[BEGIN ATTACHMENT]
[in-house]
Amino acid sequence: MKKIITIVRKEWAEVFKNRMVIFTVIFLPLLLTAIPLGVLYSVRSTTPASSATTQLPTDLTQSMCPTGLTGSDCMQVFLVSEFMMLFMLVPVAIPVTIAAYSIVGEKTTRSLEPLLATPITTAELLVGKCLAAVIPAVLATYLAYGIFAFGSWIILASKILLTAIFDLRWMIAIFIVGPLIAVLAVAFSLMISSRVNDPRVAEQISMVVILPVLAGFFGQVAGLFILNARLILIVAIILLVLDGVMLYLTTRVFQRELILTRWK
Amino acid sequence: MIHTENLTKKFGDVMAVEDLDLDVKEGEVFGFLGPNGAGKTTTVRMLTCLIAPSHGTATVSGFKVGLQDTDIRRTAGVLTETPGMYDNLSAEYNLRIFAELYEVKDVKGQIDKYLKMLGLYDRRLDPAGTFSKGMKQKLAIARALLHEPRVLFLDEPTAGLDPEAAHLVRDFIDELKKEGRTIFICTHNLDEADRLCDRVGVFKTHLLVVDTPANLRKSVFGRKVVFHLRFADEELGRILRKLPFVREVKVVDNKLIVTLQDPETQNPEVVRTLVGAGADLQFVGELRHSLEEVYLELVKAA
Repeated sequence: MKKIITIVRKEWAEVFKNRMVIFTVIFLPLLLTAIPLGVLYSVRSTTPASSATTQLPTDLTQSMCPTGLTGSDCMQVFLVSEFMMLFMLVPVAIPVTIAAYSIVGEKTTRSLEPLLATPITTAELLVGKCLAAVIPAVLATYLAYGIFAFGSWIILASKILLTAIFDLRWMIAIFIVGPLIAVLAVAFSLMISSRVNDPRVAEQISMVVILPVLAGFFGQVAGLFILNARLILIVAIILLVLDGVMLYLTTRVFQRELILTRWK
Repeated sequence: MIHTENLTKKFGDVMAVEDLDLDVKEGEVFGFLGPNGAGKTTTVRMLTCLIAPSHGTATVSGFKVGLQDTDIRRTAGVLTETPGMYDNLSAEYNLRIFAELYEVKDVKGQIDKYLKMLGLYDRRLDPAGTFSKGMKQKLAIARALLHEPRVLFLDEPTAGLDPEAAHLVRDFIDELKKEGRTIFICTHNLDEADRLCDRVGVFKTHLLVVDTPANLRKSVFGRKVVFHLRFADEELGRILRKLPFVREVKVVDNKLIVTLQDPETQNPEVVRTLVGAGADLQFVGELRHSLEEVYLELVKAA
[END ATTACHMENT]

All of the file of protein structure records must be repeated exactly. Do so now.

[in-house]
Amino acid sequence: MKKIITIVRKEWAEVFKNRMVIFTVIFLPLLLTAIPLGVLYSVRSTTPASSATTQLPTDLTQSMCPTGLTGSDCMQVFLVSEFMMLFMLVPVAIPVTIAAYSIVGEKTTRSLEPLLATPITTAELLVGKCLAAVIPAVLATYLAYGIFAFGSWIILASKILLTAIFDLRWMIAIFIVGPLIAVLAVAFSLMISSRVNDPRVAEQISMVVILPVLAGFFGQVAGLFILNARLILIVAIILLVLDGVMLYLTTRVFQRELILTRWK
Amino acid sequence: MIHTENLTKKFGDVMAVEDLDLDVKEGEVFGFLGPNGAGKTTTVRMLTCLIAPSHGTATVSGFKVGLQDTDIRRTAGVLTETPGMYDNLSAEYNLRIFAELYEVKDVKGQIDKYLKMLGLYDRRLDPAGTFSKGMKQKLAIARALLHEPRVLFLDEPTAGLDPEAAHLVRDFIDELKKEGRTIFICTHNLDEADRLCDRVGVFKTHLLVVDTPANLRKSVFGRKVVFHLRFADEELGRILRKLPFVREVKVVDNKLIVTLQDPETQNPEVVRTLVGAGADLQFVGELRHSLEEVYLELVKAA
Repeated sequence: MKKIITIVRKEWAEVFKNRMVIFTVIFLPLLLTAIPLGVLYSVRSTTPASSATTQLPTDLTQSMCPTGLTGSDCMQVFLVSEFMMLFMLVPVAIPVTIAAYSIVGEKTTRSLEPLLATPITTAELLVGKCLAAVIPAVLATYLAYGIFAFGSWIILASKILLTAIFDLRWMIAIFIVGPLIAVLAVAFSLMISSRVNDPRVAEQISMVVILPVLAGFFGQVAGLFILNARLILIVAIILLVLDGVMLYLTTRVFQRELILTRWK
Repeated sequence: MIHTENLTKKFGDVMAVEDLDLDVKEGEVFGFLGPNGAGKTTTVRMLTCLIAPSHGTATVSGFKVGLQDTDIRRTAGVLTETPGMYDNLSAEYNLRIFAELYEVKDVKGQIDKYLKMLGLYDRRLDPAGTFSKGMKQKLAIARALLHEPRVLFLDEPTAGLDPEAAHLVRDFIDELKKEGRTIFICTHNLDEADRLCDRVGVFKTHLLVVDTPANLRKSVFGRKVVFHLRFADEELGRILRKLPFVREVKVVDNKLIVTLQDPETQNPEVVRTLVGAGADLQFVGELRHSLEEVYLELVKAA